Arts & Life
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THREE women from St. Laurent who have preserved and promoted an endangered language for years — even penning a dictionary for it — have been recognized for their efforts by the University of Winnipeg.
Lorraine Coutu-Lavallee, June Bruce and Agathe Chartrand each received an honorary doctor of letters from the Winnipeg school for protecting and promoting Michif-French, as it’s spoken in St. Laurent on the southeast shore of Lake Manitoba.
The women were honoured during a virtual graduation acknowledgement ceremony the Manitoba Metis Federation hosted in June.
Bruce, Coutu-Lavallee and Chartrand are Métis elders, and have become known to some as the "Dictionary Ladies."
Coutu-Lavallee said she found out about her honorary doctorate just days before receiving it.
"It was a big surprise — it was great," she said this week.
Coutu-Lavallee grew up speaking Michif-French. When she went to public school, she was forced to learn and speak English and Quebec-style French. She switched back to Michif when she went home to her parents.
"That was our language," she said. "The kids out there, they don’t speak Michif anymore. They all speak English."
In 2016, 1,170 Canadians reported they could speak Michif well enough to hold a conversation, according to a Statistics Canada census. Most Michif speakers came from Manitoba and Saskatchewan.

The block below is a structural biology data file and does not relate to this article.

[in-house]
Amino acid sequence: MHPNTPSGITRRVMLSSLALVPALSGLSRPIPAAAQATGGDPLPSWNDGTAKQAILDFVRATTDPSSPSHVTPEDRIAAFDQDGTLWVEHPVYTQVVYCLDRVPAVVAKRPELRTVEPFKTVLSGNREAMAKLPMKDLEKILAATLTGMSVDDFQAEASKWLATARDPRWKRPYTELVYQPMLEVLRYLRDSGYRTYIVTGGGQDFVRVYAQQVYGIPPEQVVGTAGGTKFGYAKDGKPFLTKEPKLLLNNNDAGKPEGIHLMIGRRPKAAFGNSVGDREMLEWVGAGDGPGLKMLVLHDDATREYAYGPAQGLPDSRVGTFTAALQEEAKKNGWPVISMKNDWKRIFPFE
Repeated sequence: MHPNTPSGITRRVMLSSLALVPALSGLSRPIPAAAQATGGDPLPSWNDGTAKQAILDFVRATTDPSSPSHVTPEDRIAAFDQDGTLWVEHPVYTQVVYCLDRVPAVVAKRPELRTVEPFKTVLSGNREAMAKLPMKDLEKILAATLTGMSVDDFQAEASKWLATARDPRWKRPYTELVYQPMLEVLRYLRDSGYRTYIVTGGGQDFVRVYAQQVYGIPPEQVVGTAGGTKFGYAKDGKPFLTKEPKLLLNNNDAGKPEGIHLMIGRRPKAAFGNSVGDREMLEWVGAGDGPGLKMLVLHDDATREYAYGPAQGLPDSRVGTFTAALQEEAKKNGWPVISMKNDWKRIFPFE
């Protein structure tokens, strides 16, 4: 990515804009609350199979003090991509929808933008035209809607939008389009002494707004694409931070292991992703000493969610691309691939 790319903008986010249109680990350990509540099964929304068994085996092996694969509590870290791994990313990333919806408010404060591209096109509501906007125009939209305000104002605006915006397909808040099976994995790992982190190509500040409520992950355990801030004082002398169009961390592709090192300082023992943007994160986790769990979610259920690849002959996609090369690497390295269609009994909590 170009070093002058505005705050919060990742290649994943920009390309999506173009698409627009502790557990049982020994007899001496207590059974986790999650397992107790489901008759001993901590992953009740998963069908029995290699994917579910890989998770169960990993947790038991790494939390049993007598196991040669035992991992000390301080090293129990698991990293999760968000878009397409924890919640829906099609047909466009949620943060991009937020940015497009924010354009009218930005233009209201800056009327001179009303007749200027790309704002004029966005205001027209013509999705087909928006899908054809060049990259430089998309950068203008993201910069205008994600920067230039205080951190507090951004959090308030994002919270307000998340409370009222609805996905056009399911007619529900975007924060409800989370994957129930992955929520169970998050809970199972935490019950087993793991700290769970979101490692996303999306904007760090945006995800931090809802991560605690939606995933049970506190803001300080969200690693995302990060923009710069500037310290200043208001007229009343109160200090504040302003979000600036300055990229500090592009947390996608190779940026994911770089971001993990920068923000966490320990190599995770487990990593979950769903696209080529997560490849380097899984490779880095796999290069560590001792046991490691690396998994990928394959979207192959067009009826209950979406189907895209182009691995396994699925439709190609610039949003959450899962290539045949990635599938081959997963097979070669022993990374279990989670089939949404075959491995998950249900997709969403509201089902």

Coutu-Lavallee joined forces with Bruce and Chartrand to continue the language’s existence.
The trio created the first St. Laurent-style Michif-French dictionary, along with Doris Mikolayenko-Leclerc and Patricia Millar-Chartrand, both of whom have since died.
It took them five years — the language had never been written before. The women wrote every word first by sounding them out. They self-published the dictionary through McNally Robinson in 2016.
The Dictionary Ladies have taught Michif-French to pre-schoolers and school-aged children in St. Laurent, and adults in Winnipeg and Selkirk. They’ve created games to help children in learning the language: one uses a kitchen-themed vocabulary; another fashions words using a doll dressed up in traditional attire.
Coutu-Lavallee said she and her peers plan on teaching Michif-French classes to K-12 students at St. Laurent School this fall.
The group has met weekly since it began writing the dictionary in 2011, and has added new two women to the roster.
The latest project is translating a musical to Michif-French — Riel: Heart of the North, which focuses on a chapter of Louis Riel’s life, Coutu-Lavallee said. The play is to premiere in 2021.
Community Correspondent — Headingley
Gabrielle Piché is a community correspondent for Headingley. Email her at firstname.lastname@example.org
Updated on Thursday, July 2, 2020 at 9:22 AM CDT: Adds photo
July 3, 2020 at 10:59 AM: Corrects spelling of Patricia Millar-Chartrand's name
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